A Tory MP is facing insolvency procedures
Another blow to Boris Johnson’s ailing party comes in the form of a Tory MP facing bankruptcy proceedings for unpaid taxes.
HMRC has filed a bankruptcy petition at https://bankruptcyhq.com/state-laws/bankruptcy-texas-state-bankruptcy-courts/ against Adam Afriyie, who has represented Windsor since 2005, according to court records. Afriyie is identified as a “litigant in person,” implying that he will represent himself in court.
Sitting MPs who are declared bankrupt must resign under parliamentary rules if a bankruptcy restraining order is issued against them. If the bankrupt refuses to comply with the procedure or is accused of hiding assets, for example, these can be enforced. The prime minister’s party is already facing three byelections, so this would cause a stir.
Afriyie, 56, grew up on a council estate in Peckham, south London, but after creating IT firm Connect Support Services and then co-founding policy information firm DeHavilland, he established a reputation as a successful entrepreneur. The company, of which he held 72 percent, was sold to publishing giant Emap for £ 13 million shortly after his first election in 2005.
According to cadastral documents, he paid £ 4 million for a home in his Windsor constituency in 2008. It had an octagonal music room, an elegant spire, and eight bedrooms, according to estate agents at the time. In 2015, it was revealed that the mansion was being rented out on AirBnB for £ 1,950 per night. According to reviews, the apartment has been rented out at least eight times every year, implying that the listed amount has been paid at least £ 15,600.
Connect Support Services, on the other hand, filed for bankruptcy in 2017, and it was reported at the time that the company owed HMRC £1.7 million, which is the principal creditor in the future bankruptcy case. ‘Afriyie. It was first rumored that it might file for bankruptcy before the 2019 elections.
“The petition arises for various reasons linked to Adam’s former business activities,” an Afriyie spokeswoman said. Negotiations have been ongoing for several years, and the petition is currently being challenged in court as his counselors try to reach an agreement.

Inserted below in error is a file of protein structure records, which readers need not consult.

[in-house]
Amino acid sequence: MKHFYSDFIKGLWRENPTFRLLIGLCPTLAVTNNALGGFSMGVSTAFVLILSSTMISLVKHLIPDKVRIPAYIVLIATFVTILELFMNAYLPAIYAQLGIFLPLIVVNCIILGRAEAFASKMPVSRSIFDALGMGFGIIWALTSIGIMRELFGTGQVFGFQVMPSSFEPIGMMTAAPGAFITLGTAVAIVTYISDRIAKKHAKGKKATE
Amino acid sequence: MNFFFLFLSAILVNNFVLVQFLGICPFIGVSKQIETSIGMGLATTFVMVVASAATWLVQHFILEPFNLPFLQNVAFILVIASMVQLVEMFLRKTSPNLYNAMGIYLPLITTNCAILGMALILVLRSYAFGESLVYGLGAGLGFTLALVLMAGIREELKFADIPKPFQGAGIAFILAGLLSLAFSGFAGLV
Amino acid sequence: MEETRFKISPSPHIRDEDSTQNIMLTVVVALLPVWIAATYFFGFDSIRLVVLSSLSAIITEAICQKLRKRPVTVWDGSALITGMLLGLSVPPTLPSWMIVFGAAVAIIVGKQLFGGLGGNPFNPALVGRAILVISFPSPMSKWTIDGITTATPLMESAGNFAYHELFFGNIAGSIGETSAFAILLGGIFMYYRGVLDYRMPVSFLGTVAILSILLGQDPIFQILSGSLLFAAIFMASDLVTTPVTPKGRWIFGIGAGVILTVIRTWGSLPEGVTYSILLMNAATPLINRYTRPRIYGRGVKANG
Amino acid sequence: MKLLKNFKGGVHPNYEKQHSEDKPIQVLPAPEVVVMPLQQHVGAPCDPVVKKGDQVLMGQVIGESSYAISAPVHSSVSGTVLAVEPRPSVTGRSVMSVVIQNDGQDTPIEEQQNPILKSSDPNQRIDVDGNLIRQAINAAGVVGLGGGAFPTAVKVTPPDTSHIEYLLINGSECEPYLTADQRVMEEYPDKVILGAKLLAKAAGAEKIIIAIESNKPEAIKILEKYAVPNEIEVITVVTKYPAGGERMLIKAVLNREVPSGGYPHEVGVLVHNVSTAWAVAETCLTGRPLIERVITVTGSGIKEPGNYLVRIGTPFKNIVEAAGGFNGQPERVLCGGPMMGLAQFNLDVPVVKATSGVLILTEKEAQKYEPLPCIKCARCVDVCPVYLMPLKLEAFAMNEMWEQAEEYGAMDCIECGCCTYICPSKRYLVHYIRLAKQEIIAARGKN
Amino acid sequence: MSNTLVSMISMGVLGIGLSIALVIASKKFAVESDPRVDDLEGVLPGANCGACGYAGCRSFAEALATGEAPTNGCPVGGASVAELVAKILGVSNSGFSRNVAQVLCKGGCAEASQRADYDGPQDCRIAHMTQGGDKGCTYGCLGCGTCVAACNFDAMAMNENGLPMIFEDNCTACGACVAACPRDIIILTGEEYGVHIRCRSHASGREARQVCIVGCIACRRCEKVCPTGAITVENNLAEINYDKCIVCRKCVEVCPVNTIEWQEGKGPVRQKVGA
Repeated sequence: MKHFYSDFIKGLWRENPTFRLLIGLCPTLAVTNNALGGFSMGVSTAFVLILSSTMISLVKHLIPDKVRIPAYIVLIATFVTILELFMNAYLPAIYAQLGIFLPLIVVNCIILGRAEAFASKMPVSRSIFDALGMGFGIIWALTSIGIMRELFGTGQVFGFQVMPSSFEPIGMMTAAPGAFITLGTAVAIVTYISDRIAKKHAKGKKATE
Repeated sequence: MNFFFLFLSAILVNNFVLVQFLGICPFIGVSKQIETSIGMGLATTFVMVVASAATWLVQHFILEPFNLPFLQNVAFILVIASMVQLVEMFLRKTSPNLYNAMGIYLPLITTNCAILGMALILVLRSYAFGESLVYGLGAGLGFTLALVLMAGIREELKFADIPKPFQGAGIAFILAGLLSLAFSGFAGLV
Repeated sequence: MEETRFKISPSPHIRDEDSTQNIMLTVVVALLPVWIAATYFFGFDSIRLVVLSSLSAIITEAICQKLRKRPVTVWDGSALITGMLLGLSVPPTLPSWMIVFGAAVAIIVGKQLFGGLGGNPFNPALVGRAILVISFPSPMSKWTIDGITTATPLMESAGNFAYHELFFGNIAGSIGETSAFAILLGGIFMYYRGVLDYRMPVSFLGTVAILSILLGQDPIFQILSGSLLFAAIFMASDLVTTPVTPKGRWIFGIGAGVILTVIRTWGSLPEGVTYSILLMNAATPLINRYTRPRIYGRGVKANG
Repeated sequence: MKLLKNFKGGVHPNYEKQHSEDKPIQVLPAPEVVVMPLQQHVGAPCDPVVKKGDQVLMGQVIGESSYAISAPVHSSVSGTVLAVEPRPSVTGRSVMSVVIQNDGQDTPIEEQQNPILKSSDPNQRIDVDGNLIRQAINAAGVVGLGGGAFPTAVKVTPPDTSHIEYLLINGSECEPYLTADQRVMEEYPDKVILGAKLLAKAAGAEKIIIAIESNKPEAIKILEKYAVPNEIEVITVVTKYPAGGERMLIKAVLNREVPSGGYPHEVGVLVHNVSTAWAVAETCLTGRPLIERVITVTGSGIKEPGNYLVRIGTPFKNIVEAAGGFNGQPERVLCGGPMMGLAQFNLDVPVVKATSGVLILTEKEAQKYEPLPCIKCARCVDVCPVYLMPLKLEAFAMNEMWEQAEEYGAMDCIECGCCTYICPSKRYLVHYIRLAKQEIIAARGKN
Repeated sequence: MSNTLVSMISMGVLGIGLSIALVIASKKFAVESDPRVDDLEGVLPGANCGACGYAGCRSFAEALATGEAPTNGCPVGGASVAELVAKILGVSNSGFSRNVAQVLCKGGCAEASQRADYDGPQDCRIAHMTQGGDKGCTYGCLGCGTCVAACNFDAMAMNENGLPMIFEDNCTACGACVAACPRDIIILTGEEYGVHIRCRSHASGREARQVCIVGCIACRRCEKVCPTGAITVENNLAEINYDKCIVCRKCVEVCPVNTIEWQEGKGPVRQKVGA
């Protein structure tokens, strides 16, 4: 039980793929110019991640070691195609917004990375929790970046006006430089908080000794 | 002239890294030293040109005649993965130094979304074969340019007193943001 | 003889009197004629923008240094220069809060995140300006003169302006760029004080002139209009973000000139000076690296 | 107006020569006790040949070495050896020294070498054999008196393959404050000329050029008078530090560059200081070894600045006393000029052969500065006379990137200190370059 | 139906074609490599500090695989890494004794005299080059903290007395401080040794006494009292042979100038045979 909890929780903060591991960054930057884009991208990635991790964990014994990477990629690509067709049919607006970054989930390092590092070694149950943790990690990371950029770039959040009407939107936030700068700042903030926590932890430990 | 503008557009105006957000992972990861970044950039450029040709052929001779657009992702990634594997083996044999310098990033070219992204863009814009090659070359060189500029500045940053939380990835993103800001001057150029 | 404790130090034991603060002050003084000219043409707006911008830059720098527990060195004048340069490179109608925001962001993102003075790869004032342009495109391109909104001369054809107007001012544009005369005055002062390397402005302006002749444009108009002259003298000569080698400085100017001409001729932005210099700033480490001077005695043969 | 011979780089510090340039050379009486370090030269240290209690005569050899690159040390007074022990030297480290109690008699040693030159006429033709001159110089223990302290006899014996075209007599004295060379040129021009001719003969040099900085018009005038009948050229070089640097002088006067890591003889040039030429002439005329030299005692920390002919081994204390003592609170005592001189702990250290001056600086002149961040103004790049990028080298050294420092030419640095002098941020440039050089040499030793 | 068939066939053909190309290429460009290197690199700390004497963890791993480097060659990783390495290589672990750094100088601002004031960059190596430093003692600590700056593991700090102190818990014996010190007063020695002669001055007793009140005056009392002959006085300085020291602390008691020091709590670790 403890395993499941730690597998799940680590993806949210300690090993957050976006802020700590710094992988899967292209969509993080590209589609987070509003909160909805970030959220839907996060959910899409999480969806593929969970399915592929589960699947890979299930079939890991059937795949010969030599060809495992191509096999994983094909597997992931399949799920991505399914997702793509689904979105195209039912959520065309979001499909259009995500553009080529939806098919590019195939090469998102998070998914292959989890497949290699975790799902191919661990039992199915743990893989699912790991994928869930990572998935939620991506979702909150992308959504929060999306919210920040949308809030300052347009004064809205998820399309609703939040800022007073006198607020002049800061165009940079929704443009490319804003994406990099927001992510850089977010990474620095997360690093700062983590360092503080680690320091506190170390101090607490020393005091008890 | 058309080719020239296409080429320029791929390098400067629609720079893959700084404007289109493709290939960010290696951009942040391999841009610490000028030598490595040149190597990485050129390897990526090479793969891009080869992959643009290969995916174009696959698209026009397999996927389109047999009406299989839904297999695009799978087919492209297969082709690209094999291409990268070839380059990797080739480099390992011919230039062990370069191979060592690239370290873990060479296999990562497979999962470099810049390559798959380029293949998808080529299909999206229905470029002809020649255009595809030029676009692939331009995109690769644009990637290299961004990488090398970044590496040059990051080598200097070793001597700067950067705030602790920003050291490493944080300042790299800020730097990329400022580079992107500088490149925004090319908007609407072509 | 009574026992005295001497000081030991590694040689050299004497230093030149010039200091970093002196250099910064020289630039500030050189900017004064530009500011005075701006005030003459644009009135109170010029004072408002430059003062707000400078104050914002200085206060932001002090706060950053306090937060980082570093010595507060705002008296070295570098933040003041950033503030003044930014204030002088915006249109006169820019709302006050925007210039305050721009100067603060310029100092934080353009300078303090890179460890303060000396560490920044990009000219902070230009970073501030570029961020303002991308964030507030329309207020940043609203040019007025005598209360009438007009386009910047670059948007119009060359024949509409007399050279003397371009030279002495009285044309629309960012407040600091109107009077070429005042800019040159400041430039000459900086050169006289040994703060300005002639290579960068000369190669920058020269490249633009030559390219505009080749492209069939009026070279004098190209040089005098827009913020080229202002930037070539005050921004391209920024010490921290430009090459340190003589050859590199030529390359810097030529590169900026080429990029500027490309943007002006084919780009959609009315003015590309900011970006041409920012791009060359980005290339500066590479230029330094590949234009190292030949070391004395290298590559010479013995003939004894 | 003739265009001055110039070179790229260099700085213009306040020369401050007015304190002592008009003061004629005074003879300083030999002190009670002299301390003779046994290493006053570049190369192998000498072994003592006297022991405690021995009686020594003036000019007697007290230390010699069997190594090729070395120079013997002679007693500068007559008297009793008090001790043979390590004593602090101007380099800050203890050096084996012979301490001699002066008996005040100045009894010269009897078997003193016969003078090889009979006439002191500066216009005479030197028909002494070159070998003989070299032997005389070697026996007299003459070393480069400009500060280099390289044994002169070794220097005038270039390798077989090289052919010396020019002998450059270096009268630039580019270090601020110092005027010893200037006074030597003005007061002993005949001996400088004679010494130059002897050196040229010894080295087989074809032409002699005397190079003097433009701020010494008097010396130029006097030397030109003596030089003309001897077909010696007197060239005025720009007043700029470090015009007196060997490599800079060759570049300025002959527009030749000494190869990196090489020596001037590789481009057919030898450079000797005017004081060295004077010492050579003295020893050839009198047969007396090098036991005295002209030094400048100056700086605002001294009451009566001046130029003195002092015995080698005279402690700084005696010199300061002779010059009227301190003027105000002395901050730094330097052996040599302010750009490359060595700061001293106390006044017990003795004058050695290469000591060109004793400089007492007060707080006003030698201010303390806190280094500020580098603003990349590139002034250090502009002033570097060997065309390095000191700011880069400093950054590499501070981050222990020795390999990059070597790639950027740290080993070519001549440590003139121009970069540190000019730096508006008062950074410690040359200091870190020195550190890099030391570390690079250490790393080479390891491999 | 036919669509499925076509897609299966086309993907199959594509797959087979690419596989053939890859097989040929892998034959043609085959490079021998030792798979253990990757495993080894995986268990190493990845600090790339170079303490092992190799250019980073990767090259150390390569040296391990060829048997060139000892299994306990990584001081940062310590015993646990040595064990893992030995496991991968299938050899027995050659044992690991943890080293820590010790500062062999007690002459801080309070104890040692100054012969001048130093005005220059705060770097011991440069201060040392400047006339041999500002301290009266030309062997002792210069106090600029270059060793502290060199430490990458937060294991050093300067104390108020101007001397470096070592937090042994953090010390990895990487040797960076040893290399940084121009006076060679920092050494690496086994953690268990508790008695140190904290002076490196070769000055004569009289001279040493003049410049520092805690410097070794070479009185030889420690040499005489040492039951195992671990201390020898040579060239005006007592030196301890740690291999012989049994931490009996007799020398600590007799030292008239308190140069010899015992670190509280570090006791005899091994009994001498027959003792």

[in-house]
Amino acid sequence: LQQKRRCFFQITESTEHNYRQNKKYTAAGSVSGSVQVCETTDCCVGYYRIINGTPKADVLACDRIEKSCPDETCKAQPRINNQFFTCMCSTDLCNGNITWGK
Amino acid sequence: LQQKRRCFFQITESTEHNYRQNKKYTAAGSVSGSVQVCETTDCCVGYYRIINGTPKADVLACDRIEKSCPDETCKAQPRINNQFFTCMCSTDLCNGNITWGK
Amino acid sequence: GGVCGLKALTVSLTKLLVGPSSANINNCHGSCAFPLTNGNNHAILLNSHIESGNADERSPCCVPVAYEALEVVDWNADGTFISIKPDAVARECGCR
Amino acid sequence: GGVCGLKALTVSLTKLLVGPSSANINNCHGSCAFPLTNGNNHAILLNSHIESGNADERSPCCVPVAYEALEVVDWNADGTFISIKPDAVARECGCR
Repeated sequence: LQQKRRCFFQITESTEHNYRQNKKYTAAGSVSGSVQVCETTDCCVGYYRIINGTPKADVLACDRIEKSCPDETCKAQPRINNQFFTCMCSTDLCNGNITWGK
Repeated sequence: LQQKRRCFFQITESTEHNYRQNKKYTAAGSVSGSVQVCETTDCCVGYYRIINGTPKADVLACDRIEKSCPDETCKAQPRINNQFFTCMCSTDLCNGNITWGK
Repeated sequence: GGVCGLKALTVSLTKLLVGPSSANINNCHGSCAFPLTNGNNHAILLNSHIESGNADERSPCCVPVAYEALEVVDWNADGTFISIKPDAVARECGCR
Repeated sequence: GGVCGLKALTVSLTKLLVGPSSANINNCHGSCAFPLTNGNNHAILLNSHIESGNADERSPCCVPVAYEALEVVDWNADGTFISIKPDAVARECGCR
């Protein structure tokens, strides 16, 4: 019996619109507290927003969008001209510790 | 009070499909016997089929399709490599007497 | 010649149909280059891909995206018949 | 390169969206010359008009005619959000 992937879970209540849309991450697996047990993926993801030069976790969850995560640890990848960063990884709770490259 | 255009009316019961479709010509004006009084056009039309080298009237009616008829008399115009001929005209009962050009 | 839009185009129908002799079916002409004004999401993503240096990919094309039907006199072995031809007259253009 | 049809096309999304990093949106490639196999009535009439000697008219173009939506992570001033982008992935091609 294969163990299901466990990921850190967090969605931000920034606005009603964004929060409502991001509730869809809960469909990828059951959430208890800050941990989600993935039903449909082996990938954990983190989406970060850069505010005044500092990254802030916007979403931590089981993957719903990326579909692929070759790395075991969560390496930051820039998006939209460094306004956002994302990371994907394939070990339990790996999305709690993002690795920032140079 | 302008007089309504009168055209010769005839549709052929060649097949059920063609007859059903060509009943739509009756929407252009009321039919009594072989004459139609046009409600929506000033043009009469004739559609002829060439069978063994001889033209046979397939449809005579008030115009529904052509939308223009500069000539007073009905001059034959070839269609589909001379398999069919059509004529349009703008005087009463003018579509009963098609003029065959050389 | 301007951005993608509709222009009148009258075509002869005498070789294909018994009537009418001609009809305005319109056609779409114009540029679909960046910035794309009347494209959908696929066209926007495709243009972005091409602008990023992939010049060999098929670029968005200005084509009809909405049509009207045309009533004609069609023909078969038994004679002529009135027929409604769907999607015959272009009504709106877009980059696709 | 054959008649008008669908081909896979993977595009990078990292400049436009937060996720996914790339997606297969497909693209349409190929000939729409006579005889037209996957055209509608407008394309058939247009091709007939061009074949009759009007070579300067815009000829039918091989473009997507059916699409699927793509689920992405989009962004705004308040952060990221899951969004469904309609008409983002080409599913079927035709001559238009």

“Of course, I will pay any tax due,” Afriyie said, whose financial interests are listed as “nil” in the most recent register of MPs’ financial interests.
“We do not comment on identifying taxpayers,” a representative for HMRC stated.
Friends once suggested Afriyie as a potential leader, but he was behind a rebellious Tory scheme to compel David Cameron to conduct an EU referendum ahead of the 2015 election, claiming he couldn’t sleep at night if the public had no say in the subject before the vote. He was also allegedly involved in a plot to depose Cameron in 2013.
In the coming weeks, the Conservatives will face three byelections in safe Tory seats
Following his resignation amid outrage over his attempts to evade House of Commons suspension over a lobbying scandal, Owen Paterson’s constituency in North Shropshire is up for grabs.
With a majority of 22,949, North Shropshire is one of the safest seats in the country for the Conservatives. They are anticipated to retain the seat, but the election will be held before Christmas, since the Conservatives do not want the campaign to go on and allow opposition candidates to acquire traction.
The Old Bexley and Sidcup seat of former minister James Brokenshire, who died of cancer last month, is another by-election likely to be held in December. With a majority of 18,952, the seat is likewise regarded as extremely safe.
Out of respect for David Amess’ memory, opposition parties have stated they would not contest the by-election in Southend West, which was precipitated by his murder last month. After being found guilty of harassment, including threatening to use acid against a friend of a partner, a fourth by-election in Leicester East, the seat of former Labor MP Claudia Webbe, is possible. She intends to file an appeal.
If someone owes at least £ 5,000 in debt, creditors can ask a court to declare them bankrupt. The court order normally lasts a year, after which the person is “discharged,” meaning they are no longer responsible for the debts that were covered by the bankruptcy. Each month, between 800 and 1,500 persons in the UK are declared bankrupt, with many more undergoing Individual Voluntary Arrangements (IVAs).
Several previous members of the House of Commons have already been declared bankrupt
Several former MPs, including Neil Hamilton, a former Conservative MP who is now the leader of Ukip; Jane Griffiths, a deselected Labor MP; and former Labor MP Jim Devine, who was convicted of expenditure fraud, have already been declared bankrupt. In the past, Conservative Party members were accused of banding together in the 1990s to bail out a bankrupt member of Parliament in order to avoid losing their seat.
On November 9, 2021, this article was updated to clarify that the House of Commons rules do not prevent a bankrupt from remaining a Member of Parliament unless he or she is the subject of a bankruptcy restraining order or a debt relief restriction order (in England, Wales, or Northern Ireland), or their domain has been sequestered (in Scotland). This has been reflected in the title and text.